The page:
Diabetes Pregnancy what to do?
When a couple decides to have children and the female has diabetes pregnancy can be delicate so our advice is as arrange a preconception consultation with your doctor. During such a visit, your doctor can advise you how to best proceed to make sure that conception can occur, as well as it being a healthy and successful pregnancy. Therefore good communication is essential between yourself and your doctor, but most importantly your needs should be tailored to meet your requirements.
Your first action should be to aim for near normal glucose levels. It is safely achievable, for women with diabetes to aim to keep fasting blood glucose between 3.5 - 5.9mmol/litre and 1 hour postprandial blood glucose below 7.8 mmol/litre during your pregnancy.
If you are diabetic then the most essential thing you must do is to get your blood glucose levels as close to normal as possible, ideally really controlled for a three months period prior before you become pregnant. Even more important is to maintain them at that level for at least the critical first three months of diabetes pregnancy. This when the baby is developing rapidly and the time during which congenital malformations can occur if glucose levels are too high. Although ideally your control should be maintained throughout your pregnancy.
Studies have shown in diabetes pregnancy when the HbA1c level is within 1% of normal, the rates of congenital deformities and spontaneous abortion are no different from those in women without diabetes. Above that and the incidence rises and so do the risks.You'll need to monitor your glucose levels frequently - it is not unusual for pregnant women to perform self-monitoring of blood glucose (SMBG) 6 to 8 times a day. The ADA recommends these goals for blood glucose control during pregnancy:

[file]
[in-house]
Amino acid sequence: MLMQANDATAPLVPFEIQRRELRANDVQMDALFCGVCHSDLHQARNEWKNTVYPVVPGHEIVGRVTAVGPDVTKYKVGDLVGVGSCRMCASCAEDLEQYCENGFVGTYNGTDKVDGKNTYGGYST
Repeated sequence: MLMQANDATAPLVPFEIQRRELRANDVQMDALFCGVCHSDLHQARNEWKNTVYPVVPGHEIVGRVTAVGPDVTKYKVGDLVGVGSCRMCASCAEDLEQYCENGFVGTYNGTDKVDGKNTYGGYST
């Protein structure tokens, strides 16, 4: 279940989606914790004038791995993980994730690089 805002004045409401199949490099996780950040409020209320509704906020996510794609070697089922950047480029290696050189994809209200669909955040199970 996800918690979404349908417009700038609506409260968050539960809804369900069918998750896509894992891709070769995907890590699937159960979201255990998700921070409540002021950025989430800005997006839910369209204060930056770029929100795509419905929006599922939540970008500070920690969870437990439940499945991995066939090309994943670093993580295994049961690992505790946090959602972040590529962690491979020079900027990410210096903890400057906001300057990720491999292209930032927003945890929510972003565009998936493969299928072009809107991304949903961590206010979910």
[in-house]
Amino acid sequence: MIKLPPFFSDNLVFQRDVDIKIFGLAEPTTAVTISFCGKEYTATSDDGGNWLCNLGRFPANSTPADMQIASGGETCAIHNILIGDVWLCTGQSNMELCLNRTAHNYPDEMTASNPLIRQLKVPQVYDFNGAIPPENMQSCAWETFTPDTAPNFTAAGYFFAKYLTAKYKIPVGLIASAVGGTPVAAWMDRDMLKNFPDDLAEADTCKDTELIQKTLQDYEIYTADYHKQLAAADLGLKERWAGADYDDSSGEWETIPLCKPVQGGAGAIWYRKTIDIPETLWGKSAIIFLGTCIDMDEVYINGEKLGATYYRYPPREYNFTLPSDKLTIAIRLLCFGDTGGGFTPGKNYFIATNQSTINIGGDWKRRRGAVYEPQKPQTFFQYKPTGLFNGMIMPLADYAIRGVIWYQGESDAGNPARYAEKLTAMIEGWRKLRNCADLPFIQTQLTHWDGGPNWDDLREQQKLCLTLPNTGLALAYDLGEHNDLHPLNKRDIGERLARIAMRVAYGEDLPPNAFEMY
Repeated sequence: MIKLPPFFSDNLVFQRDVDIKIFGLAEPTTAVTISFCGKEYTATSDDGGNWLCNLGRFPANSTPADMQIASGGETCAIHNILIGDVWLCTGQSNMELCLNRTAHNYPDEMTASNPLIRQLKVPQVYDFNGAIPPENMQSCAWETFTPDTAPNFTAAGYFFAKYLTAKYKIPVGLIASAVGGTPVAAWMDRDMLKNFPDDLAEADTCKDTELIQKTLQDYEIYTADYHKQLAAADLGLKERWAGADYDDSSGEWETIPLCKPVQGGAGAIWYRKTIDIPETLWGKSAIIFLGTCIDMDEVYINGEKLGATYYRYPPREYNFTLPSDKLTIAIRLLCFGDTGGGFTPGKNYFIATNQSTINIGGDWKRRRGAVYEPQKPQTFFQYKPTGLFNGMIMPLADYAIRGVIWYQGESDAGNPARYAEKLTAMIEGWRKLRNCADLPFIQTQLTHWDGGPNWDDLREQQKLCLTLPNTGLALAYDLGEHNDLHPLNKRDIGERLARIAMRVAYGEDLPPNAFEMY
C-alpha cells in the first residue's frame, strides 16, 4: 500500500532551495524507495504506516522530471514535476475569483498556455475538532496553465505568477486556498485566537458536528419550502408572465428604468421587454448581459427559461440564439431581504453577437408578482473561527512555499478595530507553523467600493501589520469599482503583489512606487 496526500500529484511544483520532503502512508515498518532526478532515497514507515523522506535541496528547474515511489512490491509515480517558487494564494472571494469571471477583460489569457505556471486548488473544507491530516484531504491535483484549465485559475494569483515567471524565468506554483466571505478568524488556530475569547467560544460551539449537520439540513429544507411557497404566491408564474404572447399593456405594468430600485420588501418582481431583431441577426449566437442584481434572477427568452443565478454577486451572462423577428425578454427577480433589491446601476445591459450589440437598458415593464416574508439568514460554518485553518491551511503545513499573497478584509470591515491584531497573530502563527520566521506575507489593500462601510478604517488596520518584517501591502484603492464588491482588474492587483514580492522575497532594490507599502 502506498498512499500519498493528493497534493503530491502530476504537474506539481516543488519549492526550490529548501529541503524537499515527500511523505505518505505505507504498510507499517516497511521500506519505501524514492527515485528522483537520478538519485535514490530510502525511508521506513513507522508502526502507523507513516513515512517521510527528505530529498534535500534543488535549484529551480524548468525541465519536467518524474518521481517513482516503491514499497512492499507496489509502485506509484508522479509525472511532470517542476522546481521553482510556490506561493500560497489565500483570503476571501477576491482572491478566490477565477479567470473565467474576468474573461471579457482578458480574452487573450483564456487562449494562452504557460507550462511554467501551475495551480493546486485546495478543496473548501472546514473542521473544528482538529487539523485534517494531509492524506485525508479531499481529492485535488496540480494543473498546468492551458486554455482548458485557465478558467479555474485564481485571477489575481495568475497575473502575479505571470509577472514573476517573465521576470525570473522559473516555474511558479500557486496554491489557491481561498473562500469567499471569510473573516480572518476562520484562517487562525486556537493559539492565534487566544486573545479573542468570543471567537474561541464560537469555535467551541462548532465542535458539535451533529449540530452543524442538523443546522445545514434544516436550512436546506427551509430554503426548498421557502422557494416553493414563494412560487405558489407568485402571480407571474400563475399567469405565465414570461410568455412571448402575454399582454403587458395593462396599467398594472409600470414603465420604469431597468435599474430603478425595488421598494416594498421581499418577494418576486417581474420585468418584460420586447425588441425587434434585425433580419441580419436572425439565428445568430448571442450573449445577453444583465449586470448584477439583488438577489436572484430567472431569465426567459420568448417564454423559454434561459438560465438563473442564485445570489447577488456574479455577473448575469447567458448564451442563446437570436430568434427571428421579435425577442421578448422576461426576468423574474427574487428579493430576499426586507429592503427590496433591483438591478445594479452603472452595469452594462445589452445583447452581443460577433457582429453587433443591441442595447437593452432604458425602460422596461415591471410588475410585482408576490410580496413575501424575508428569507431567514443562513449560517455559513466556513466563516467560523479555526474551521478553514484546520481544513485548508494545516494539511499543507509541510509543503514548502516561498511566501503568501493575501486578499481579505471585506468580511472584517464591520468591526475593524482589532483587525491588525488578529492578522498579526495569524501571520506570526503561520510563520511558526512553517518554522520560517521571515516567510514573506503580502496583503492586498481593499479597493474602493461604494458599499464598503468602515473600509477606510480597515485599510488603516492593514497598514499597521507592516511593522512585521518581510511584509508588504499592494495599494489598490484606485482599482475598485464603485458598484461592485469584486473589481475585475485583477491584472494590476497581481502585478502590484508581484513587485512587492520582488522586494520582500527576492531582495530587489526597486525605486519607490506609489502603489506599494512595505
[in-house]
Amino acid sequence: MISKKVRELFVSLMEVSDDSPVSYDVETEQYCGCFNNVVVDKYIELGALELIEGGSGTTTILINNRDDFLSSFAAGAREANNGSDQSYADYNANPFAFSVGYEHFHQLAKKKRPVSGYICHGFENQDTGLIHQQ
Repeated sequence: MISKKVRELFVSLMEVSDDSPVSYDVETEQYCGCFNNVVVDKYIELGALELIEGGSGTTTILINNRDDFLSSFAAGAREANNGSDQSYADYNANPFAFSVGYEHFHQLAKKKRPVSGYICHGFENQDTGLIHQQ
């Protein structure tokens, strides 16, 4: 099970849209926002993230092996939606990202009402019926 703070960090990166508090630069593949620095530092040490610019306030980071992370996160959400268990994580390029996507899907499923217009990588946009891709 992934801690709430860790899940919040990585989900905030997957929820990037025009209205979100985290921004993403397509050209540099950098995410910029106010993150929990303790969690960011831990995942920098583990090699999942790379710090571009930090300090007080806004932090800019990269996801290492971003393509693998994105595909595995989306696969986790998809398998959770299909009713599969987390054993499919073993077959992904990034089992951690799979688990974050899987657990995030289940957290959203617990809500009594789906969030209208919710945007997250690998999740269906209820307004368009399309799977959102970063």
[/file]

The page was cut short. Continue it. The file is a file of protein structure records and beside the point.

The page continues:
Gestational diabetes pregnancy.
This can develop in women who have not previously had diabetes and it affects 2-7% of pregnant women. It can lead to problems for the mother and baby if it isn’t properly controlled. It often occurs at around the 24th week and usually goes away after delivery, but you do have a 20% - 50% of developing Type II diabetes within 5 to 10 years. But as Type II is a lifestyle disease you can reverse this and most definitely increase your chances of never getting Type II with the right lifestyle choices. At around the 27th-29th week you should have a glucose screen or glucose tolerance test.
During pregnancy, various hormones block the usual action of insulin, this ensures that the growing baby receives enough sugars. Therefore, your body needs to produce more insulin to cope with these changes. This condition develops when your body can’t meet the extra insulin demands of the pregnancy.
Miscarriage isn't the only issue that is derived from high blood sugar levels during pregnancy. Uncontrolled sugar may also lead to premature delivery as well as birth defects. Sometimes, high sugar levels leads to overtly large babies, which carry the potential of injuries to both mother and child during delivery.
But even when conception takes place in spite of your condition, poor control of blood sugar can lead to recurrent miscarriages. Miscarriage occurs because the high levels of blood sugar are toxic to the developing embryo. This makes it crucial to explore your condition as a cause for both infertility and recurrent miscarriage, and this is one of the first things a good diagnostician or doctor should explore. Also, both partners should be tested.
For drugs that can be taken to aid fertility Click Here
But many couples want to go for a more natural pregnancy and avoid the side effects of the prescribed drugs, there are many natural drugs to take, but being diabetic you must be very careful and if you are going down that route, do so with advice from your specialist nurse or doctor.
But many diabetic women have achieved a diabetes pregnancy by trying the natural way, the successes have been phenomenal and if you are not pregnant within two months you get your money back in full, try yourself by